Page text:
Small businesses are lending a helping hand to the community during coronavirus crisis

57% of small businesses are playing critical roles within their community to help people get through these difficult times

Small businesses are lending a helping hand to the community during coronavirus crisis

57% of small
businesses are playing critical roles within their community to help people get
through these difficult times

As the UK continues to face the impacts of the coronavirus outbreak, many are lending a helping hand to those who need it the most. Even though small businesses across the UK are shut down, they are still going out of their way to help vulnerable members of the community and provide extra services to their customers. These businesses are playing a critical role in helping the community get through the tough times, a report from the Federation of Small Businesses has shown.

Although thousands of small firms and self-employed individuals have shut down operations during the coronavirus pandemic, a survey has revealed many are engaging with their local towns, cities, and local areas to selflessly help their communities. The Federation of Small Businesses’ new report, New Horizons, highlights how thousands of small firms are going out of their way to help the vulnerable, saving jobs and finding new ways to keep businesses operating.

According to the report, 57% of small firms are carrying out community roles during the coronavirus crisis. 23% of small businesses are helping key workers by providing PPE, volunteering and offering accommodation to the vulnerable. Meanwhile, 30% of all small business owners prioritised and supported vulnerable customers, with 19% of businesses offering free home deliveries. 16% of small businesses developed a new online presence or increased their existing one.

Federation of Small Businesses (FSB) National Chair Mike Cherry, said: “These are very uncertain times for all businesses, with futures unknown. Small firms have long been the champions of innovating, adapting and engaging with others especially during difficult periods, and the current situation is no exception.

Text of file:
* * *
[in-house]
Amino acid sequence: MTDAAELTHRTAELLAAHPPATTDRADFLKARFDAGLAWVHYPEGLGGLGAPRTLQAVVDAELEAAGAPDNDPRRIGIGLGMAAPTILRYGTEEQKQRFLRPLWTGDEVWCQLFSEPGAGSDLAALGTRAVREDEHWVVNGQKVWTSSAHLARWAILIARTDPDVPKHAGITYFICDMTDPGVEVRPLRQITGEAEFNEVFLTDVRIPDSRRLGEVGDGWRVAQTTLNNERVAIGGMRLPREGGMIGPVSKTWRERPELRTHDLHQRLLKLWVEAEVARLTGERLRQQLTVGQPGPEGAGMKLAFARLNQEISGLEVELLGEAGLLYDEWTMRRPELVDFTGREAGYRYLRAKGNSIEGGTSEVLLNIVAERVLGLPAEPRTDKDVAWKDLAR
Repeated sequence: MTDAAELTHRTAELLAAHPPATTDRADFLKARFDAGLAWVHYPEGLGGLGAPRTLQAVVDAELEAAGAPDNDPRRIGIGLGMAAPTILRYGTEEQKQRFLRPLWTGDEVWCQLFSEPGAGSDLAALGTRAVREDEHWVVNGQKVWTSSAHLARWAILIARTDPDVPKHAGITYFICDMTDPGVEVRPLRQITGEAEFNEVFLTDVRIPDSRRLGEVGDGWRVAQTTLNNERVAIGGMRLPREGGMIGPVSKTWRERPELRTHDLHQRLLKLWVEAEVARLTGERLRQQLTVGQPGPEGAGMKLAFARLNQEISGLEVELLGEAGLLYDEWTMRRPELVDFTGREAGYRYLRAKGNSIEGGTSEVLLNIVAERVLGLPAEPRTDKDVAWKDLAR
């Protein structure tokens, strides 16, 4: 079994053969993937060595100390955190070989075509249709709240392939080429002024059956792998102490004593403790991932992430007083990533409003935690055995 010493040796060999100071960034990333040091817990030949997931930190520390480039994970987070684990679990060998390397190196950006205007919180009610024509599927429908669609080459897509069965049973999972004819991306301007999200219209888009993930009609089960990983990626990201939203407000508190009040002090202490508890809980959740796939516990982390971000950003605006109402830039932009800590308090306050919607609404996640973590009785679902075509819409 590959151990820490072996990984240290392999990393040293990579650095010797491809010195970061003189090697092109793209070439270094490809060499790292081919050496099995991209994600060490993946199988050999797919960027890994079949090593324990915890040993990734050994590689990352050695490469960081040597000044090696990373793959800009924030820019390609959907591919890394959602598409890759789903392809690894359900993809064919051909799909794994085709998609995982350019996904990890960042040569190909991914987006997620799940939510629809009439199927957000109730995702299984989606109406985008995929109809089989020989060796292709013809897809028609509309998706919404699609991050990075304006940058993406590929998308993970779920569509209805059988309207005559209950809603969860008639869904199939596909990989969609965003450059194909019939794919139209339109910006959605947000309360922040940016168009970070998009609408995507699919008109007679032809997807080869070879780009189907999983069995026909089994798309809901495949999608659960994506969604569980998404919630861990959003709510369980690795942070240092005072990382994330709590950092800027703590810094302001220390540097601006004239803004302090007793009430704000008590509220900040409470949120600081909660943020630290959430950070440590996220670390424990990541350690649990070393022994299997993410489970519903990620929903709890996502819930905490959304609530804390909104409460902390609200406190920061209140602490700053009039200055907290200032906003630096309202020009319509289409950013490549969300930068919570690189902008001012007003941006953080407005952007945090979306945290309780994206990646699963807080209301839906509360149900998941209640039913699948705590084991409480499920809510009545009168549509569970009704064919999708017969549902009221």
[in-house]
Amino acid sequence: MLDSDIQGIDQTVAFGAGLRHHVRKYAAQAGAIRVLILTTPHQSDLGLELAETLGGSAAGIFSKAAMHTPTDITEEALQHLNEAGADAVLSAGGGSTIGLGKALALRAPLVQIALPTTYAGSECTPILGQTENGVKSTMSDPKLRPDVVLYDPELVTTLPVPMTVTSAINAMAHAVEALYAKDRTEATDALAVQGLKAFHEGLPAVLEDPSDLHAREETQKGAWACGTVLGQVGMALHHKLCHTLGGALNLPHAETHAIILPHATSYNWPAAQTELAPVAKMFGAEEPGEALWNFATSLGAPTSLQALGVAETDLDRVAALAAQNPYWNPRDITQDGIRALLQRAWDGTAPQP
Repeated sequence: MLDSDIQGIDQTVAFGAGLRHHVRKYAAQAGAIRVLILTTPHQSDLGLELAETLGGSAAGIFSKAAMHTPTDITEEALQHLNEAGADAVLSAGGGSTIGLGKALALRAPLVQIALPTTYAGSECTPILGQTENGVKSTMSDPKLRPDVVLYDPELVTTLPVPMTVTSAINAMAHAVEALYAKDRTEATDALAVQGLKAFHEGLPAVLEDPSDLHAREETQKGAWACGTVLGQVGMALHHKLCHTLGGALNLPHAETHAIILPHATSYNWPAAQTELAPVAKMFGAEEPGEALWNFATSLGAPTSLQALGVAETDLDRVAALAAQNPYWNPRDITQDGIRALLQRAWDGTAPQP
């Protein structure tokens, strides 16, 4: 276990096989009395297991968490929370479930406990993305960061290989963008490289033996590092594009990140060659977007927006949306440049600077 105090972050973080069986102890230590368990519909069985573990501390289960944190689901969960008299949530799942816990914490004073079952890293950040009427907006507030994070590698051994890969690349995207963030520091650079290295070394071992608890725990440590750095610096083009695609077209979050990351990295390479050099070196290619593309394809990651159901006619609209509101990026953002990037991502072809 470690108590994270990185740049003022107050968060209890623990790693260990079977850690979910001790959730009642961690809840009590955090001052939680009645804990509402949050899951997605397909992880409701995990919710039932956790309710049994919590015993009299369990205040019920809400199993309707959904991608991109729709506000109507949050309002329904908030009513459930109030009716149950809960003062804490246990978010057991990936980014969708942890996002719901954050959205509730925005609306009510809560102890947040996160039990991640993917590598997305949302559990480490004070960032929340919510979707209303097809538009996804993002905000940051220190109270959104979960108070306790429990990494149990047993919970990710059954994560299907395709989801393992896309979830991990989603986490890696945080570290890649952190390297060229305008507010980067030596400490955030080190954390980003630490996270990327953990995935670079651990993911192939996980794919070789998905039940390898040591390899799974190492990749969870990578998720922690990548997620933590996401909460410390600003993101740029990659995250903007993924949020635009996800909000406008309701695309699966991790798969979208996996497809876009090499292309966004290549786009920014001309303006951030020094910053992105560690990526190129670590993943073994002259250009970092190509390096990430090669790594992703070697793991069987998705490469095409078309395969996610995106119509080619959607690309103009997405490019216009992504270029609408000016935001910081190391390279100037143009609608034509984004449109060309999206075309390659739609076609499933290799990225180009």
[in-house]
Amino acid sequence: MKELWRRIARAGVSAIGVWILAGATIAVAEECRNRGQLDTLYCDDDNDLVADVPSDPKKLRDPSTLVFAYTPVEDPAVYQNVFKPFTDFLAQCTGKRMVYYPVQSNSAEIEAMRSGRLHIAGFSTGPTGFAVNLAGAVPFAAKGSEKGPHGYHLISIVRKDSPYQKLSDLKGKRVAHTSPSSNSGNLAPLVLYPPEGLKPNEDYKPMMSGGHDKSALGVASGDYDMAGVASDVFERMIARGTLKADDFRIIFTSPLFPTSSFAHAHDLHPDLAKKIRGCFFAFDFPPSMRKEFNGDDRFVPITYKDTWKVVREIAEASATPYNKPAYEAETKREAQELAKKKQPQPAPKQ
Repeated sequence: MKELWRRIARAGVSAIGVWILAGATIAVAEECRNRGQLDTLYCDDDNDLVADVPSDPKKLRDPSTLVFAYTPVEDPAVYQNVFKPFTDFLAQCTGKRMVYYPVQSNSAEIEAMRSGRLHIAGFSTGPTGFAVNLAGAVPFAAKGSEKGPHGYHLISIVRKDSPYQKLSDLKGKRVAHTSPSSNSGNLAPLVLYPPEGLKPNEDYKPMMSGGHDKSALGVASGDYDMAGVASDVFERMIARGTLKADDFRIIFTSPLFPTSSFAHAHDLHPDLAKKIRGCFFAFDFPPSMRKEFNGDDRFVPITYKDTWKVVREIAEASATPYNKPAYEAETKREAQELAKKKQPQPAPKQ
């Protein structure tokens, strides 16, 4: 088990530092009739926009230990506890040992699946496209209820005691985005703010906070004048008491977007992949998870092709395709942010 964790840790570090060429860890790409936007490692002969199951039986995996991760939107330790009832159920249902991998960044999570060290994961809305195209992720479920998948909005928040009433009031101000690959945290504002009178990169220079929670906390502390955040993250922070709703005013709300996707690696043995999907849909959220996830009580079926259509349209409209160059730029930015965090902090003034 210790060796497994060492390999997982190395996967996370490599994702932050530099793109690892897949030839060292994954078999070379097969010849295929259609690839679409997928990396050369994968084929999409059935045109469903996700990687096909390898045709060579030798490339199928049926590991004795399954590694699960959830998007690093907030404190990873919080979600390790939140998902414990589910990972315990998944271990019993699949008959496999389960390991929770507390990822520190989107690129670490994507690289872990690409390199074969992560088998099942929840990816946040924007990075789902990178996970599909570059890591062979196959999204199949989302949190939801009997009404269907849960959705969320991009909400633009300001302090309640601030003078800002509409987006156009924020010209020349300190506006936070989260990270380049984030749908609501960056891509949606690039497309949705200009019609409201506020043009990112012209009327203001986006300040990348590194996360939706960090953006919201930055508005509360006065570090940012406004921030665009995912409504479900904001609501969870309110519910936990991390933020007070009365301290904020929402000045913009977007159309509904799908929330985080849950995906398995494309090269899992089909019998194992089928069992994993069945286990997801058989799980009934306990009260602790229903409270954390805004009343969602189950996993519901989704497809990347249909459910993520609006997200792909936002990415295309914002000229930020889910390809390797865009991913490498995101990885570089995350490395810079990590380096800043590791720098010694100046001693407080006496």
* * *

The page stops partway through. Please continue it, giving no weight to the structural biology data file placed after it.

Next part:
“Right across the country we are seeing countless acts of kindness, volunteers and community efforts on display from small businesses and the self-employed, helping each other to survive, recover and thrive.

“Since the crisis started, we’ve seen how more than half of all small firms (57%) are carrying out key roles in their communities, with about a third prioritising their businesses for the vulnerable and about a quarter donating provisions to food banks.

“This is a testament to the efforts of all of the country’s 5.8 million small businesses and their importance to local communities.

“Small firms have also played a crucial role in supporting our key workers. Around a quarter (23%) have stepped up in some way to aid key workers, whether that be through volunteering or returning to work for the NHS, providing critical PPE and hand sanitisers as well as offering up support and accommodation for those professionals who are working tirelessly to save lives.

“Small businesses have introduced new creative solutions and frugally innovated to keep afloat and help others at this critical time. They have developed a wide range of innovative marketing strategies to provide their products and services during the lockdown.

“Small businesses remain the backbone of the economy, pillars of local communities and crucial outlets of support. Government support has ensured that many of these businesses can either continue to trade in some way or pick up where they left off after the crisis. That’s why it’s more important than ever to support our small businesses wherever possible.”

Small businesses are pulling their resources to help the community during the coronavirus pandemic, even though they too are facing devastating impacts on their business operations. Many small businesses have reinvented their business models, products, services and business practices – and several companies have enhanced their existing digital services to cope with the changing times. It is essential that the government continue funding and supporting small businesses to enable them to utilise digital technologies and bounce back once the crisis ends.

Latifa Yedroudj
Latifa Yedroudj

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